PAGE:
— Letters On Demonology And Witchcraft • Sir Walter Scott

... Kawa Kendi rose Kingata Mata, who to him handed a cord of twisted bark. Bending behind the King, who remained motionless with the closed eyes of one already dead, Kingata Mata swiftly adjusted the cord and handed it back to ...
— Witch-Doctors • Charles Beadle

... rope or cord at a medium height across the middle of the room, with company A on one side and company B on the ...
— Games For All Occasions • Mary E. Blain

... their boats rated at their value in money, and ran them ashore, without caring how they landed, being sure to find the soldiers waiting for them at the landing-places. But all who risked it in fair weather were taken. Divers also swam in under water from the harbour, dragging by a cord in skins poppyseed mixed with honey, and bruised linseed; these at first escaped notice, but afterwards a look-out was kept for them. In short, both sides tried every possible contrivance, the one to throw in provisions, and the other ...
— The History of the Peloponnesian War • Thucydides

... even in quantities large enough to denude the soil of all vegetation, is never permanently injurious. After the first year, it becomes resolved into its constituents, and furnishes chlorine and soda to plants, without injuring them. One bushel of salt in each cord of compost will not only hasten the decomposition of the manures, but will kill all seeds and grubs—a very desirable effect. While small quantities of salt in a compost heap are beneficial, too much (as when applied to the soil) is positively ...
— The Elements of Agriculture - A Book for Young Farmers, with Questions Prepared for the Use of Schools • George E. Waring

... the Little Cousin to herself, untying the block, and laying it aside with its dangling cord. Eagerly she tore off the wrappings—it was, it was a doll, such a darling of a doll! It had brown eyes and fluffy yellow curls, and—this seemed very strange—the only thing in the way of clothing that it possessed was a little blanket ...
— Boys and Girls Bookshelf; a Practical Plan of Character Building, Volume I (of 17) - Fun and Thought for Little Folk • Various

... tearing apart the connective tissue binding them together, and find the glistening white strips of connective tissue (tendons) which attach them to the bones. Find near the central part of the leg a soft, white cord (a nerve) which represents one variety of nervous tissue. The bones, which may now be examined, form the osseous tissue. At the ends of the bones will be found a layer of smooth, white material which represents one kind of cartilaginous tissue. The adipose, or fatty, tissue, which is found ...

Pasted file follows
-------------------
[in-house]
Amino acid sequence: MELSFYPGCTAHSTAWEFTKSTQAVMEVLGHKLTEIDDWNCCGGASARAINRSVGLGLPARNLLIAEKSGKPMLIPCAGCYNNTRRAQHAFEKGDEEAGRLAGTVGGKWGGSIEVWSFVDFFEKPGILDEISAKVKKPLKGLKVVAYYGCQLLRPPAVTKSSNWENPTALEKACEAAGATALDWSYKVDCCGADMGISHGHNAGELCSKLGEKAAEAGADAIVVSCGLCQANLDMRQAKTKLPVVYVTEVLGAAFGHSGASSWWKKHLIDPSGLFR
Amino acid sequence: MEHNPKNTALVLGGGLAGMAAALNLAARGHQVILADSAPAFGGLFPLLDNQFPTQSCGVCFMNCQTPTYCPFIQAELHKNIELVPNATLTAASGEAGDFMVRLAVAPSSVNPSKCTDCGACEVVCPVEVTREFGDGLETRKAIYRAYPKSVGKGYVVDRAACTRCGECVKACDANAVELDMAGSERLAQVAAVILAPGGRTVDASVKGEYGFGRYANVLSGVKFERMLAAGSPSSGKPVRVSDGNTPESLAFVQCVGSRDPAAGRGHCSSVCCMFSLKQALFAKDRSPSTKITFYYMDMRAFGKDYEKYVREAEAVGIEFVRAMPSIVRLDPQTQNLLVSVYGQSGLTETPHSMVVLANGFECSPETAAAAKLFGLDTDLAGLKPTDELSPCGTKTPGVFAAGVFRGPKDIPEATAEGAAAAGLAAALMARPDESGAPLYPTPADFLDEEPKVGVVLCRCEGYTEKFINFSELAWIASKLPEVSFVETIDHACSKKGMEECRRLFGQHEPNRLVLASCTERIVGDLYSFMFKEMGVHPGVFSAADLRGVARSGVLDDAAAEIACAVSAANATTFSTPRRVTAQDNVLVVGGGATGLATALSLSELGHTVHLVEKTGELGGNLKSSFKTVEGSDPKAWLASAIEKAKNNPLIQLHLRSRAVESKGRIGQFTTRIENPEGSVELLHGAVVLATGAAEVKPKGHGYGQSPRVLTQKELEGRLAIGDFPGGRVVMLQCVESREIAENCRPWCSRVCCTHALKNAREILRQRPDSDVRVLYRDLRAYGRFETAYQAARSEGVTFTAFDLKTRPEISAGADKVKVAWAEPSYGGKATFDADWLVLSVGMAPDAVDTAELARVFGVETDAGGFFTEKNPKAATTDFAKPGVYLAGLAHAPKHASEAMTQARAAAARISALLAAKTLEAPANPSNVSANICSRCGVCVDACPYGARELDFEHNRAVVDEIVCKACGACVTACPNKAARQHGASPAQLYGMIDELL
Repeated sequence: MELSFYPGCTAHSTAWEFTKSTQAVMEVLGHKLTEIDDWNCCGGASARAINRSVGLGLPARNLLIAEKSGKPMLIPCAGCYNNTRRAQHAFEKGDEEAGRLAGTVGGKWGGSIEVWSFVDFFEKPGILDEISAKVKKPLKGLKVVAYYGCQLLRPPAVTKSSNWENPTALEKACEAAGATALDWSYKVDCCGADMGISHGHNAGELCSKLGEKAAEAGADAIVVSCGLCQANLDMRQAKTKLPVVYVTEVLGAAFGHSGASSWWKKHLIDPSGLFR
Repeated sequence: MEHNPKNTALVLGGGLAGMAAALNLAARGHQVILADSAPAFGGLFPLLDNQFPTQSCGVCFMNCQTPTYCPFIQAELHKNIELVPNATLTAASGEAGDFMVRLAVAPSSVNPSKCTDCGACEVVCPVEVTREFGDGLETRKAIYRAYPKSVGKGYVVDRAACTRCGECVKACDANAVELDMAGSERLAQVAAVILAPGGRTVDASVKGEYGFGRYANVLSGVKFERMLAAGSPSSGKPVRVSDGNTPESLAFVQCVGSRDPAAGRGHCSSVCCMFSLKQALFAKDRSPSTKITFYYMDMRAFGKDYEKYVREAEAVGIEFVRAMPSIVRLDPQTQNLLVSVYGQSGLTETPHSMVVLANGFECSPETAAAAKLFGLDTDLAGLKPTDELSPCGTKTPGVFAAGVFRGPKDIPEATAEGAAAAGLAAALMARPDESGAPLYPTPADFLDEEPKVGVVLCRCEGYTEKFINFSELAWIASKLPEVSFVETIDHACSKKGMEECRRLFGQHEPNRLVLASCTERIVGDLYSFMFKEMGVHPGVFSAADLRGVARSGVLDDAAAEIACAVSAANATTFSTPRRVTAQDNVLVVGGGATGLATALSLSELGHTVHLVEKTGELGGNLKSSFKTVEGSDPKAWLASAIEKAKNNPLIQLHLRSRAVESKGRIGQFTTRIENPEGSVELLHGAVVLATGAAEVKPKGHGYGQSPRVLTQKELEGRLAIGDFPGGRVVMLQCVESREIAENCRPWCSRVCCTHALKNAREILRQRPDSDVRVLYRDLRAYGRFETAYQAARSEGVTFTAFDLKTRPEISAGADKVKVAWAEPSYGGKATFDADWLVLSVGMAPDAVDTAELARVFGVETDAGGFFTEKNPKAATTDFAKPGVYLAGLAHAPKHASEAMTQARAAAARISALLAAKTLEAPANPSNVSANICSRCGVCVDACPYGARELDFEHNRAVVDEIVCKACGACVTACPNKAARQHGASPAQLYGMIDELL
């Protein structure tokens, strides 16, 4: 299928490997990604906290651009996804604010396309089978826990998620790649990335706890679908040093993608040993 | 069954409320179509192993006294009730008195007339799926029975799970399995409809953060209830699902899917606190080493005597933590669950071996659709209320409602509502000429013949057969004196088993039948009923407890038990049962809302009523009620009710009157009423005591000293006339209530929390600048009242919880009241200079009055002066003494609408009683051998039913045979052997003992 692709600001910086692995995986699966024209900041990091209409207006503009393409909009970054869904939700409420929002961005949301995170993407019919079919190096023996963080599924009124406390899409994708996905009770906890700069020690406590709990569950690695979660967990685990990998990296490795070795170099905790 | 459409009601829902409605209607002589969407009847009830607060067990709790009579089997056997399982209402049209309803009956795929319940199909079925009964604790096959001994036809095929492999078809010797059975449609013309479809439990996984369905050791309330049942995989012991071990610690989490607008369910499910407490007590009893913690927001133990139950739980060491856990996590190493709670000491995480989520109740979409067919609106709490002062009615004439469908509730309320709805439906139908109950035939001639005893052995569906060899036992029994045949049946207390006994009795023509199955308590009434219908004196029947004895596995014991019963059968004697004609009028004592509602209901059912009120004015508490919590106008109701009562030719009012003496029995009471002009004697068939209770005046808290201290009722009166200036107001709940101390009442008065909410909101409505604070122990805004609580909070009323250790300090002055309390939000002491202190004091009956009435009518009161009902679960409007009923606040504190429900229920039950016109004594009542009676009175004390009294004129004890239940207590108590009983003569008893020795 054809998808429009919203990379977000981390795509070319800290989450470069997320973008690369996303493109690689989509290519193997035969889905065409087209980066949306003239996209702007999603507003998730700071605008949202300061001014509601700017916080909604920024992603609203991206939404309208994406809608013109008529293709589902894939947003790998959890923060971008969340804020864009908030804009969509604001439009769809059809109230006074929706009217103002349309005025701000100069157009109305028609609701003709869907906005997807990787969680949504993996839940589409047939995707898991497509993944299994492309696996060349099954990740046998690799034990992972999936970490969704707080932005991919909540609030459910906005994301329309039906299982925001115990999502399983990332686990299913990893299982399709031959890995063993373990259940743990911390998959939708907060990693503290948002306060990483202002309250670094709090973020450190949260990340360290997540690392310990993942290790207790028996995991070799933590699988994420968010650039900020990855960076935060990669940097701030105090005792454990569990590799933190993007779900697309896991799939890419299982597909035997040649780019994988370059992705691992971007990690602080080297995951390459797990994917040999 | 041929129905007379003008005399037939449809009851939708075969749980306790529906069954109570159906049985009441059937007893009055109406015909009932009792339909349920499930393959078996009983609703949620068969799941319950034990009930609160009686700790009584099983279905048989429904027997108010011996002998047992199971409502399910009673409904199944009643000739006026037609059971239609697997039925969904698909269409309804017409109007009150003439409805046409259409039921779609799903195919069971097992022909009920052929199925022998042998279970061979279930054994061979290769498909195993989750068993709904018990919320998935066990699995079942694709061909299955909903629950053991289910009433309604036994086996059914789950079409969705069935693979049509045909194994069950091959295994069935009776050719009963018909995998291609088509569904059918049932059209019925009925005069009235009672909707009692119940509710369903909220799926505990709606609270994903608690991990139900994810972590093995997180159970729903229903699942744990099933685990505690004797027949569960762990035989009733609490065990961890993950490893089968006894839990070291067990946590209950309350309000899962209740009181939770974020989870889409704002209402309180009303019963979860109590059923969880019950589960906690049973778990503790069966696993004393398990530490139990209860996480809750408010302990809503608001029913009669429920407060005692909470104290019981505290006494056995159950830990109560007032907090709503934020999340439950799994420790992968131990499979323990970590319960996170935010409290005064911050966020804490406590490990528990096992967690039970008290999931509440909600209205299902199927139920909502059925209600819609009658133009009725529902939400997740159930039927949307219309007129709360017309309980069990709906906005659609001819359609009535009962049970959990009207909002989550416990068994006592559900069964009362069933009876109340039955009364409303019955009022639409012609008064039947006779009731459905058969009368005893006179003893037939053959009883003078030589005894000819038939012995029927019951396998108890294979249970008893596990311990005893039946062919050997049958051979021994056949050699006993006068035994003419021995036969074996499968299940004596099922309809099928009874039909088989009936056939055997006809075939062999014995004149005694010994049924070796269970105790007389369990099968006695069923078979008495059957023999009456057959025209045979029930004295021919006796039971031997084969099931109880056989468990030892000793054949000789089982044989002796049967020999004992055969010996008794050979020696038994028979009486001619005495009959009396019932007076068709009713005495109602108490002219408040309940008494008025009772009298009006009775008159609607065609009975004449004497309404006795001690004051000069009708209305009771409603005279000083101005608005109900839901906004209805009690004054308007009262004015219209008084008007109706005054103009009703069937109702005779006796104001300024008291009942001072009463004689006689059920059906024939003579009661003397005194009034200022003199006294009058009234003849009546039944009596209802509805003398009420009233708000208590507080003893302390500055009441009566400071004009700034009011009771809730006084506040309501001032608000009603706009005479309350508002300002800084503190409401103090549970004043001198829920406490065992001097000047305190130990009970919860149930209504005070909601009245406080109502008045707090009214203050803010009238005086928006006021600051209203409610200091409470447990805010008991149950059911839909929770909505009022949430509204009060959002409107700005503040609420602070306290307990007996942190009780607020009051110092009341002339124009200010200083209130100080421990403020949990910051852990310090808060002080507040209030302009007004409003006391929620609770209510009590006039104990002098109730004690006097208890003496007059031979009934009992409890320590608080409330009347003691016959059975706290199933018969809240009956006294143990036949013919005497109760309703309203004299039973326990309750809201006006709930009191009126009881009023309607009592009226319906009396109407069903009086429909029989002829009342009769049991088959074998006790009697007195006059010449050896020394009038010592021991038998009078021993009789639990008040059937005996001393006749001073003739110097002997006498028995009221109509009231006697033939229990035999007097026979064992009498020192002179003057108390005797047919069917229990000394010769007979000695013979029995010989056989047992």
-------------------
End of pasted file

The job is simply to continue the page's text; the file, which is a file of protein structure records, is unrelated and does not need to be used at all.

— Physiology and Hygiene for Secondary Schools • Francis M. Walters, A.M.

... right athwart the ship's deck in a black arch, struggled to tear it up, like some dark impalpable spirit of the air striving to burst the chains that held him, and escape high up into the murky clouds, or a giant labouring to uproot an oak, and wondering in my innocence how hempen cord could brook such strain when just as the long waited—for strokes of the bell sounded gladly in mine ear, and the shrill clear note of the whistle of the boatswain's mate had been followed by his gruff voice, ...
— Tom Cringle's Log • Michael Scott

... and found a piece of strong cord. He knotted it around the pup's neck and tied the animal to ...
— The Young Wireless Operator—As a Fire Patrol - The Story of a Young Wireless Amateur Who Made Good as a Fire Patrol • Lewis E. Theiss

... cloth dressing-gown with a cord about the middle; and somehow the garment, with its long skirts and its tied-in waist, looked like a woman's frock? With the white hair and the contained benevolence and power of his face it gave him the aspect of a distorted femininity, a womanhood unnatural and ...
— Those Who Smiled - And Eleven Other Stories • Perceval Gibbon

... 30 feet. Two Frenchmen had attempted to make their way to the cave a week before; but the old 30-foot ladder of the previous year broke under the foremost of them, and he fell into the pit, whence he was drawn up by means of a cord composed of rack-ropes from the chalet, tied together. However useful a string of cow-ties may be for rescuing a man from such a situation, A. and M. did not care to make use of that apparatus for a voluntary descent, so they ...
— Ice-Caves of France and Switzerland • George Forrest Browne

... thin and wretched, misery and hunger spewing plainly in his every feature; his beard was long, his head shaven, his robe a dingy brown, and bound about him with a coarse cord, whence hung a rosary and a dirty handkerchief. In the left hand he bore a basket, and in the right a long stick; his form is still before me, but I think of him not as a humble penitent, but as a being in the last state ...
— The Memoires of Casanova, Complete • Jacques Casanova de Seingalt

... section more firmly in place. From the bottom of the pine shaft a loop of four of the suspension cords reached just out of the tunnel opening. To this loop the top rang of the ladder was tied, with a separate hundred-foot length of cord. After the ladder had been made firm with a running slip knot the hundred-foot length of cord was ...
— The Air Ship Boys • H.L. Sayler